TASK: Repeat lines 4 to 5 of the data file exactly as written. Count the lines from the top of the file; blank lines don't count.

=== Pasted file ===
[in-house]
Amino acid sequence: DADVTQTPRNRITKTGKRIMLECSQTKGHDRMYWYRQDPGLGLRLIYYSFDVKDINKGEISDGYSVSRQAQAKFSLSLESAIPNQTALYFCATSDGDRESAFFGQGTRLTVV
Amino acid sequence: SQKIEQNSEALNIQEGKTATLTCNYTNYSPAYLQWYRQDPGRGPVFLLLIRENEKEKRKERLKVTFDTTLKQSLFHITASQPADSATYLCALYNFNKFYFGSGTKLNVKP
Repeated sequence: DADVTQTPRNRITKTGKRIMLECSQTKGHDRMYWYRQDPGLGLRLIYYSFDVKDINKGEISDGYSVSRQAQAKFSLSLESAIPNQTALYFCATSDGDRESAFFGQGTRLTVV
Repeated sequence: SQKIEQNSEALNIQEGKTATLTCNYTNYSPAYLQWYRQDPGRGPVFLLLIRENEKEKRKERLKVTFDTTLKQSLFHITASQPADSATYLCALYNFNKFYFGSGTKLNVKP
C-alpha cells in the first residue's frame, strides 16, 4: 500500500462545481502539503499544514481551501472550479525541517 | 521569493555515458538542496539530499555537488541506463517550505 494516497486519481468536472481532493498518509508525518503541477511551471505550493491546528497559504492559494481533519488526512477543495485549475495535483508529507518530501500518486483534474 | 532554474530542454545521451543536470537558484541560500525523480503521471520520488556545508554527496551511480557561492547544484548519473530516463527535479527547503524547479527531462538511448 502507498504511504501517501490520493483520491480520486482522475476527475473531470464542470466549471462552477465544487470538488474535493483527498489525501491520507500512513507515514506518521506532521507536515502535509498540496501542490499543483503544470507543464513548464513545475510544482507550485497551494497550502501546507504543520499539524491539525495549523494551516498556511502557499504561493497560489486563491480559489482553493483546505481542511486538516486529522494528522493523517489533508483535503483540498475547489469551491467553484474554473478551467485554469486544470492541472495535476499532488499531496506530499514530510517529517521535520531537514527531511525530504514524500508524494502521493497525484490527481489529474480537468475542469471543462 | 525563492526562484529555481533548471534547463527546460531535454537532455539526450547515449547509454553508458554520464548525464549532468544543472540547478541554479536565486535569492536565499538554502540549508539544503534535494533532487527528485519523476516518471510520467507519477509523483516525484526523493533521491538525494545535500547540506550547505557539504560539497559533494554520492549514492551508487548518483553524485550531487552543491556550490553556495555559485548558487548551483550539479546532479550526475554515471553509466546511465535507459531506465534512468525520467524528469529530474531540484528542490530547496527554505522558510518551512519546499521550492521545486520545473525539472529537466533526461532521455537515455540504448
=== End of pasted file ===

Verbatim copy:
Repeated sequence: DADVTQTPRNRITKTGKRIMLECSQTKGHDRMYWYRQDPGLGLRLIYYSFDVKDINKGEISDGYSVSRQAQAKFSLSLESAIPNQTALYFCATSDGDRESAFFGQGTRLTVV
Repeated sequence: SQKIEQNSEALNIQEGKTATLTCNYTNYSPAYLQWYRQDPGRGPVFLLLIRENEKEKRKERLKVTFDTTLKQSLFHITASQPADSATYLCALYNFNKFYFGSGTKLNVKP